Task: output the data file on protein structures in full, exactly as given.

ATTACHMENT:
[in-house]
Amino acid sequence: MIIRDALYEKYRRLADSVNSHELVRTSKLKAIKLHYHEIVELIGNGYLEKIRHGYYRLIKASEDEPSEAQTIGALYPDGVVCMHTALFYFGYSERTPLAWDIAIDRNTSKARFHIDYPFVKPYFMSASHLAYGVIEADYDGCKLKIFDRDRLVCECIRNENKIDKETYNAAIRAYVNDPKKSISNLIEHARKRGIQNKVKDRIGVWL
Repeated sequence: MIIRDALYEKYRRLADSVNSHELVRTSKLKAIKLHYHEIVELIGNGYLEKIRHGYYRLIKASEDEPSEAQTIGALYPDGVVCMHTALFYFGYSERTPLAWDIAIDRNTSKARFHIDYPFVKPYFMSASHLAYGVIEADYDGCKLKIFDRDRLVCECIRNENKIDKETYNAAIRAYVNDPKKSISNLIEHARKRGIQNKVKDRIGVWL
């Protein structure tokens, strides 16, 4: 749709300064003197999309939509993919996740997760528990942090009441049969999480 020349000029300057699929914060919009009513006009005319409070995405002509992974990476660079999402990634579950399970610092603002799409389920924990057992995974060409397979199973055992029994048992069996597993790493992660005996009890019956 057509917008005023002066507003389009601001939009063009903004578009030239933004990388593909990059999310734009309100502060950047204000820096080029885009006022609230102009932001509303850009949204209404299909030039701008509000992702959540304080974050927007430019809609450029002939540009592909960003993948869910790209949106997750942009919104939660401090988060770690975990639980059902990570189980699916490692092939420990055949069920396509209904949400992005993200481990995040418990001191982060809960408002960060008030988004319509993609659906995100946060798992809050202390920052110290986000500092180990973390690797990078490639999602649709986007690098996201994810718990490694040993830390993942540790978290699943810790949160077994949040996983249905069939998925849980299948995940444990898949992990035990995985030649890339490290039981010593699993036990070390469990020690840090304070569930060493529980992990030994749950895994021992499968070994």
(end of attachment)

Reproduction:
[in-house]
Amino acid sequence: MIIRDALYEKYRRLADSVNSHELVRTSKLKAIKLHYHEIVELIGNGYLEKIRHGYYRLIKASEDEPSEAQTIGALYPDGVVCMHTALFYFGYSERTPLAWDIAIDRNTSKARFHIDYPFVKPYFMSASHLAYGVIEADYDGCKLKIFDRDRLVCECIRNENKIDKETYNAAIRAYVNDPKKSISNLIEHARKRGIQNKVKDRIGVWL
Repeated sequence: MIIRDALYEKYRRLADSVNSHELVRTSKLKAIKLHYHEIVELIGNGYLEKIRHGYYRLIKASEDEPSEAQTIGALYPDGVVCMHTALFYFGYSERTPLAWDIAIDRNTSKARFHIDYPFVKPYFMSASHLAYGVIEADYDGCKLKIFDRDRLVCECIRNENKIDKETYNAAIRAYVNDPKKSISNLIEHARKRGIQNKVKDRIGVWL
């Protein structure tokens, strides 16, 4: 749709300064003197999309939509993919996740997760528990942090009441049969999480 020349000029300057699929914060919009009513006009005319409070995405002509992974990476660079999402990634579950399970610092603002799409389920924990057992995974060409397979199973055992029994048992069996597993790493992660005996009890019956 057509917008005023002066507003389009601001939009063009903004578009030239933004990388593909990059999310734009309100502060950047204000820096080029885009006022609230102009932001509303850009949204209404299909030039701008509000992702959540304080974050927007430019809609450029002939540009592909960003993948869910790209949106997750942009919104939660401090988060770690975990639980059902990570189980699916490692092939420990055949069920396509209904949400992005993200481990995040418990001191982060809960408002960060008030988004319509993609659906995100946060798992809050202390920052110290986000500092180990973390690797990078490639999602649709986007690098996201994810718990490694040993830390993942540790978290699943810790949160077994949040996983249905069939998925849980299948995940444990898949992990035990995985030649890339490290039981010593699993036990070390469990020690840090304070569930060493529980992990030994749950895994021992499968070994």